Friday, June 22, 2012
すし (寿司)

Think of Japan and chances are one of the first things that springs to mind or mouth will probably be sushi.

Sushi is often just a slice of raw seafood or other topping (neta) on a bed of plain white rice (shari) with a dab of wasabi (horse radish).

Sushi in Tokyo

Sushi can be enjoyed on a number of different levels according to price ranging from sushi for the masses at kaiten (conveyor belt) sushi restaurants found just about everywhere in Japan to 500 USD lunches at a Michelin-starred sushi restaurant in Tokyo such as the acclaimed Sukiyabashi Jiro.

But have the Japanese always eaten sushi and raw fish (sashimi)? When did the habit begin and how did sushi spread all over Japan and to many parts of the world?

Makisushi - sushi in a roll

Early sushi probably appeared in the Muromachi Period (14th-16th centuries) and was not raw fish but fermented fish flavored with vinegar to help preserve it. The raw fish sushi we recognize today originated in the Edo Period (1603-1867) in Edo (present-day Tokyo) as a quick snack sold at the road-side and outside public places of entertainment. The whole thing was much bigger than the bite-sized morsels seen nowadays and was eaten with the hands.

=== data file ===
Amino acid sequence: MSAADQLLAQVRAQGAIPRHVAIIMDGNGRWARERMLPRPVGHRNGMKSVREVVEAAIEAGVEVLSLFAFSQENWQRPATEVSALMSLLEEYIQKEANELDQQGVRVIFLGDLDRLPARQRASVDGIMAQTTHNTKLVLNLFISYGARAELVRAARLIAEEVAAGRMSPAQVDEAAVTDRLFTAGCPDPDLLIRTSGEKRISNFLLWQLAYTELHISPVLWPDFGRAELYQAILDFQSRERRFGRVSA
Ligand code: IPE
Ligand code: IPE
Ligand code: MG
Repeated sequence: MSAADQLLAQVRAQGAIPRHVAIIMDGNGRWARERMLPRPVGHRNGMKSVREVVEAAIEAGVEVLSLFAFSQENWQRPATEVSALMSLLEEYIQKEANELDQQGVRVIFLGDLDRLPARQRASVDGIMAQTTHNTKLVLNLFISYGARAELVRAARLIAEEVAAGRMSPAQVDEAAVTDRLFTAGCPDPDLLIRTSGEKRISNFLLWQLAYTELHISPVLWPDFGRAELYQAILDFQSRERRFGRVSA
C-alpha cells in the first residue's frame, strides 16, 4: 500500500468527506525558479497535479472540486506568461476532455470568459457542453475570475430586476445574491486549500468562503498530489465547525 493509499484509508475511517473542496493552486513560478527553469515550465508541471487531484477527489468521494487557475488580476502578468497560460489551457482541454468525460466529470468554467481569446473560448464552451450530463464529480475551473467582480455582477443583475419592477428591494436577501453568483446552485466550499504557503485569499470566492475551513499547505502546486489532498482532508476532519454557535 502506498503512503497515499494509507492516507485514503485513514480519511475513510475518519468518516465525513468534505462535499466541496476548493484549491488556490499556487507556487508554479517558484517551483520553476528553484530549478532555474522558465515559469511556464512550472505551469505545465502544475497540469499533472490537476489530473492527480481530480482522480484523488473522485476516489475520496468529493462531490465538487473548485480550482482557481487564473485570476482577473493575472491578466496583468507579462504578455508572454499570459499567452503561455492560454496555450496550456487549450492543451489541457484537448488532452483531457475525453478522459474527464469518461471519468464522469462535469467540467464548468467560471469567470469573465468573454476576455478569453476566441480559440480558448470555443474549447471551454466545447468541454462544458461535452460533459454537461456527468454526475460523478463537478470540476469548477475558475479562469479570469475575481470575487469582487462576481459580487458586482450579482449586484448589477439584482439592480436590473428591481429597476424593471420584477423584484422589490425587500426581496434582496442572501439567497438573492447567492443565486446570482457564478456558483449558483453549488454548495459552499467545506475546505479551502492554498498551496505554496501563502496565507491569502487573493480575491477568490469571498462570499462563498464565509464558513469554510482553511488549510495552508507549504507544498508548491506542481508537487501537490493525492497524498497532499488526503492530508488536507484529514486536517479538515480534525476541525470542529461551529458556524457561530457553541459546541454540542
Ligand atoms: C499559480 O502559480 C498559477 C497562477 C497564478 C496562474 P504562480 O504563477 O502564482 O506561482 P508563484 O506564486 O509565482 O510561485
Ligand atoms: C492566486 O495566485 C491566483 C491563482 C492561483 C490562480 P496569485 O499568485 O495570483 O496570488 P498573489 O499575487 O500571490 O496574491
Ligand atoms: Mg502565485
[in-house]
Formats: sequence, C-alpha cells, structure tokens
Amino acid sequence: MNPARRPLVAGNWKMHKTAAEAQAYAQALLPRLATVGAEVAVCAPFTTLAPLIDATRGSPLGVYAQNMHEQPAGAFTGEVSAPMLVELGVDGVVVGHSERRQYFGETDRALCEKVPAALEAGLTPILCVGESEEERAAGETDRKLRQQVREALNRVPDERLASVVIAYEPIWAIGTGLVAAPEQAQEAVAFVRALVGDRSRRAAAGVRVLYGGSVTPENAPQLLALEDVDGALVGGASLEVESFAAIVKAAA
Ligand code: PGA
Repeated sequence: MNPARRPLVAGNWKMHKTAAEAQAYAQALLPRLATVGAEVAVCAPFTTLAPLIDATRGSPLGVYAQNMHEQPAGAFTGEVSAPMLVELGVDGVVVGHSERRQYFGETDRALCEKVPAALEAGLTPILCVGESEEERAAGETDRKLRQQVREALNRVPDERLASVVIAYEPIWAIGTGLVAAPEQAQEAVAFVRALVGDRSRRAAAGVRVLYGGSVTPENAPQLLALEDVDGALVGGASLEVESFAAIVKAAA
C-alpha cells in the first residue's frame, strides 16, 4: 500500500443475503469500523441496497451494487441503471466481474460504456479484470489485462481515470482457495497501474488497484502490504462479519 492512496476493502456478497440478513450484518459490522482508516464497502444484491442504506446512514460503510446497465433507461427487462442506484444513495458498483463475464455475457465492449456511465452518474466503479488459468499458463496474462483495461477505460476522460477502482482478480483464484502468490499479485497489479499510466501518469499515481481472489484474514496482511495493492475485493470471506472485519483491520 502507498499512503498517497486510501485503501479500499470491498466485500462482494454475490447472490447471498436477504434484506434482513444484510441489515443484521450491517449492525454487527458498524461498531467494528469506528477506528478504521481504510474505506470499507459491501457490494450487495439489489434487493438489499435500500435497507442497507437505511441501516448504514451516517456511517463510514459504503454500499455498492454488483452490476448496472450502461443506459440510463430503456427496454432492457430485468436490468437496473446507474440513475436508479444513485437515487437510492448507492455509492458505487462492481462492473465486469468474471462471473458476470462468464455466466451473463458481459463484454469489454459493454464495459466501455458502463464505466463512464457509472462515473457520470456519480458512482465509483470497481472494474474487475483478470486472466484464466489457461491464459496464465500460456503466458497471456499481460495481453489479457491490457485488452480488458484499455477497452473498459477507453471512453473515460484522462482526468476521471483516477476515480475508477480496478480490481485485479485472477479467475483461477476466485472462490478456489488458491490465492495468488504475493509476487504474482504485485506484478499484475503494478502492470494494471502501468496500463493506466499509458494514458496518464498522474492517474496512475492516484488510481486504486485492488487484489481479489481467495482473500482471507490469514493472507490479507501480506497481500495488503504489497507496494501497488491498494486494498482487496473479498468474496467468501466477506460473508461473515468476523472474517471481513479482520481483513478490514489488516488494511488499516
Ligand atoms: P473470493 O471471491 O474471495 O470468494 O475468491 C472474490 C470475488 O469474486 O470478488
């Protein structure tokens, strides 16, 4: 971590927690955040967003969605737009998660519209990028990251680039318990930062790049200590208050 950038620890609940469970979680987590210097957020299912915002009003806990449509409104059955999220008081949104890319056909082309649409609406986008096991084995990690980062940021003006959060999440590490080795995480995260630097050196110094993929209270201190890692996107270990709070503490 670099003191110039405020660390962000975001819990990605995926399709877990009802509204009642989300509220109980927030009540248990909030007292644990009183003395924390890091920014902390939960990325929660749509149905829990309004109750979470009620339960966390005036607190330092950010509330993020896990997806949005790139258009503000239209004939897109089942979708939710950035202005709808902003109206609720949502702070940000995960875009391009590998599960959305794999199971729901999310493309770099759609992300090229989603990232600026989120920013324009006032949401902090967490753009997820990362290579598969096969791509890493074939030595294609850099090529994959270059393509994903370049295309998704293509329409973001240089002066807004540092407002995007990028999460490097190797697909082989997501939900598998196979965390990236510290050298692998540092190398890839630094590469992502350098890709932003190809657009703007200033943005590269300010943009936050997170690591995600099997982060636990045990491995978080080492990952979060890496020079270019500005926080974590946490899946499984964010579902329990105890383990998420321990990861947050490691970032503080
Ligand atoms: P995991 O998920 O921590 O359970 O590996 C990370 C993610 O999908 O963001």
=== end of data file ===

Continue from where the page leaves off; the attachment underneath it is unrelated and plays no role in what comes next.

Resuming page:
Sushi at its best

The period of Japan's industrialization in the Meiji Period (1867-1912) lead to better domestic communications and transport links with the coming of the railways and many local habits and tastes went national, including sushi. The formation of a national army with men conscripted from all over the country helped to spread a national "diet."

Sushi really began hitting an international audience in the late 1980s and early 1990s when the "Bubble Economy" was at its peak and Japanese restaurants began following its cars and TVs to the streets of New York, LA and London. The movie Rising Sun, based on the Michael Crichton's novel and starring Sean Connery and Wesley Snipes introduced viewers to the obscure practice of nyotaimori - eating sushi off the body of a naked woman.


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